Derf Backderf spent the first 40 years of his life aiming, and ultimately succeeding, to become one of the top cartoonists in alternative newspapers. However, he then realized that niche industry was failing, and he needed something else; that’s when he found graphic novels.
Since switching his focus from newspaper strips to graphic novels in 2000, Backderf has transformed from a virtual unknown to a curiosity to an international star, with books like Punk Rock & Trailer Parks and his most famous work, My Friend Dahmer. He’s now working on on a graphic novel for Abrams about his time working as a garbageman, as well as a pseudo-sequel to Punk Rock & Trailer Parks that explores his time growing up in the Midwest punk scene.
Backderf’s opinion on comics as a fan and as a professional has changed over the years as he’s witness the decline of the once-thriving alternative weeklies, the rise of graphic novels and the changing face of American comics. I spoke with Backderf about his experiences, his acceptance in Europe, and his own opinions on comics.
Even as Batman, The Joker and other costumed characters fight for their place in Times Square, a certain willy silly nilly old bear has found himself banned from a playground in Poland.
According to the Croatian Times, Winnie-the-Pooh’s troubles began not with a honeypot but rather when officials in the small town of Tuszyn (87 miles southwest of Warsaw) tried to settle on a mascot for the public playground. When talk turned to A.A. Milne’s beloved character, the town council’s more conservative members protested.
What followed was the Hundred Acre Wood version of swiftboating — Poohsticking, maybe? — as he was accused of being “inappropriately dressed” and of “dubious sexuality.” Yes, during a town council meeting, that was thankfully recorded by one of the members and then leaked to local media.
Longtime arch-enemies, Batman and The Joker faced off once more on Wednesday, only this time about a plant to require Times Square’s costumed characters to be licensed.
Wearing makeup and a red suit embellished with black bats, the Clown Prince of Crime told New York City Council’s Consumer Affairs Committee that the bill amounts to “fascism.”
“I might look like a clown but I’m speaking from the heart,” the New York Daily News quote The Joker, aka Keith Albahae, as saying. “I do this from my heart and not for tips. OK, I do ask for tips. And many people are glad to give them, but this is about the First Amendment and this is about discrimination. This straight-up seems like fascism.”
DC Entertainment will get a head start on the holiday-shopping season with a seven-day Black Friday sale on Batman digital comics.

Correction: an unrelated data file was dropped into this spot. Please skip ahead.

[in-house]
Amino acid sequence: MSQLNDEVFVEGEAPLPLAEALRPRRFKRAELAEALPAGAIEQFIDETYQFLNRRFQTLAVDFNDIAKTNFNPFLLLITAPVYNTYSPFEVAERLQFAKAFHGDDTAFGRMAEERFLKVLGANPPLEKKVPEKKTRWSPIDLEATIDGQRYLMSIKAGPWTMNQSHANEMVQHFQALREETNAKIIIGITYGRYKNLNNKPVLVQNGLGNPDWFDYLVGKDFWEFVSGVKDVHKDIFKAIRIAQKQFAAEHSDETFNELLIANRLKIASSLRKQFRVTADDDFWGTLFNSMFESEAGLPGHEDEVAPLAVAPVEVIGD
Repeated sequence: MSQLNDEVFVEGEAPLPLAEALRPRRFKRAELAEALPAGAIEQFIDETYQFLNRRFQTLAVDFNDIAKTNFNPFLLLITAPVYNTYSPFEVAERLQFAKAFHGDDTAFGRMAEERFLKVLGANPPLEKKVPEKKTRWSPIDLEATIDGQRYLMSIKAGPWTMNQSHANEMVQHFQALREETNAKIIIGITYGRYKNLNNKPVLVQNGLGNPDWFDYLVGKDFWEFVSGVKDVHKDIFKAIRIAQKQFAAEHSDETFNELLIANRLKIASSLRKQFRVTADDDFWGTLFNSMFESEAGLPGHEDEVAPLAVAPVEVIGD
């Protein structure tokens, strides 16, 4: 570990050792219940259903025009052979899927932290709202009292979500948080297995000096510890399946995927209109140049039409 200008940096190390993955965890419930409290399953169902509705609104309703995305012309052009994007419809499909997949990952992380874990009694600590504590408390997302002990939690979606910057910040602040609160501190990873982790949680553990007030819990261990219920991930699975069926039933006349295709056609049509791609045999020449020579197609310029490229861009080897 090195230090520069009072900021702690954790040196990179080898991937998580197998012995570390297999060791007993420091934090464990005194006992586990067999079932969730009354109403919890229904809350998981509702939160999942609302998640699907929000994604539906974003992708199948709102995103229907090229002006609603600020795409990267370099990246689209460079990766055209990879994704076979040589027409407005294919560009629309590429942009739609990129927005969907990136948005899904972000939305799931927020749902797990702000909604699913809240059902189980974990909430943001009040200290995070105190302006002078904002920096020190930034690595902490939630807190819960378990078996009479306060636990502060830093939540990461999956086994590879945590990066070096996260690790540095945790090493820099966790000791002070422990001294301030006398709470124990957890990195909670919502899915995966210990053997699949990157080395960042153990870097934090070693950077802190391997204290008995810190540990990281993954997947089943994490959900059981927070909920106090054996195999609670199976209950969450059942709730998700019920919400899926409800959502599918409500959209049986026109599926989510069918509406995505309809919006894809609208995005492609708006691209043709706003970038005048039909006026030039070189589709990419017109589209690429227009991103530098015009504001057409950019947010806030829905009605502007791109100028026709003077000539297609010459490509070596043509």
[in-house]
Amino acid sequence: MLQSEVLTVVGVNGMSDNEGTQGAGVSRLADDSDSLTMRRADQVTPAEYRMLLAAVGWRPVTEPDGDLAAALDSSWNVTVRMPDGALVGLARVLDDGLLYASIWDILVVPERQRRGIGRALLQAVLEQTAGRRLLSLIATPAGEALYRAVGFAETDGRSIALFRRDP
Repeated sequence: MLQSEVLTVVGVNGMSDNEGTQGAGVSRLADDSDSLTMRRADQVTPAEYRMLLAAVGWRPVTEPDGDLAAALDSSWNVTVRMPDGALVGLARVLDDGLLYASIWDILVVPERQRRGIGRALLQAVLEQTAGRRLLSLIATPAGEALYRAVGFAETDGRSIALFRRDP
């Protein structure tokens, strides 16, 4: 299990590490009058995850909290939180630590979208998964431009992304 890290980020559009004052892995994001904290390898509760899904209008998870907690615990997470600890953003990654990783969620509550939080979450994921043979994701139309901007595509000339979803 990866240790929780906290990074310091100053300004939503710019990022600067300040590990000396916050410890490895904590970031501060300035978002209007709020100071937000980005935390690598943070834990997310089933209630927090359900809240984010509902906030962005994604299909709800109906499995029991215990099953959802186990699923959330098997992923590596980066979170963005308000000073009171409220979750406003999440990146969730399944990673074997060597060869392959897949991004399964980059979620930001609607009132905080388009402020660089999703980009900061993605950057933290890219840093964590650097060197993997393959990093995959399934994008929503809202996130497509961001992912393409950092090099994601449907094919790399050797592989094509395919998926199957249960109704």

Between Nov. 25 and Dec. 1, the publisher will offer 750 Batman issues — titles ranging from Gotham By Gaslight to The Dark Knight Returns to Scott Snyder and Greg Capullo’s current run — for 99 cents each. They’re available for purchase from the DC Digital Store, Amazon, Apple, Barnes & Noble, comiXology and Google Play.
As that offer ends, Vertigo’s Cyber Monday sale begins, with the first collected volumes of 23 titles — from The Sandman to 100 Bullets to Promethea — available for download for $4.99. The offer is for one day only, on Dec. 1.
Museums | The National Gallery of Art in Washington, D.C., has added comics to its permanent collection for the first time. Abigail and William Gerdts donated 176 comics, including Zap Comix and Arcade: The Comics Revue. Judith Brodie, curator of modern prints and drawings, cited the influence of comics on artists such as Andy Warhol and Roy Lichtenstein: “They were all drawing their inspiration from cartoons and comic books. It seems totally logical that we’d want a representation of those.” [The Washington Post]
Passings | Greek cartoonist Ilias Skoulas died passed away Thursday at age 87. Skoulas began his career as an editorial cartoonist at the age of 32, and his work was published in numerous Greek newspapers and magazines, as well as 13 books. [Greek Reporter]
Kia Motors, which previously partnered with DC Entertainment for a line of Justice League-themed Optimas, is now sinking its claws into Wolverine. Or rather, Wolverine is sinking his claws into a Kia.
The Korean automaker has produced a one-off Sorento that brandishes the popular antihero’s signature claws — and claw marks — to help promote the Blu-ray and DVD release of Fox’s X-Men: Days of Future Past in Australia. The car also will be displayed in January at Melbourne Park for the duration of the Australian Open, which is sponsored by Kia.
In April, DC Comics released solicitations for its July titles alongside an extra batch of advance listings for the September Futures End-related one-shots. This week, in a move that’s perhaps unintentionally similar, the publisher’s February solicits arrive amid advance info about the spring’s Convergence tie-ins.
The scheduling gap isn’t quite as great — only a couple of months here, as opposed to five months last time — and I can understand why DC would want to avoid a lot of negative fan speculation about Convergence. Still, it steals some thunder from the current batch of solicitations, which try to compensate with a raft of Harley Quinn variant covers (including, strangely enough, one for Harley Quinn itself). In addition to her own series and Suicide Squad, Harl also gets a Valentine’s Day Special, another hardcover collection, a statue, an action figure, and a guest-shot in Deathstroke. At this rate I’m expecting her to be Wonder Woman’s new Amazon queen.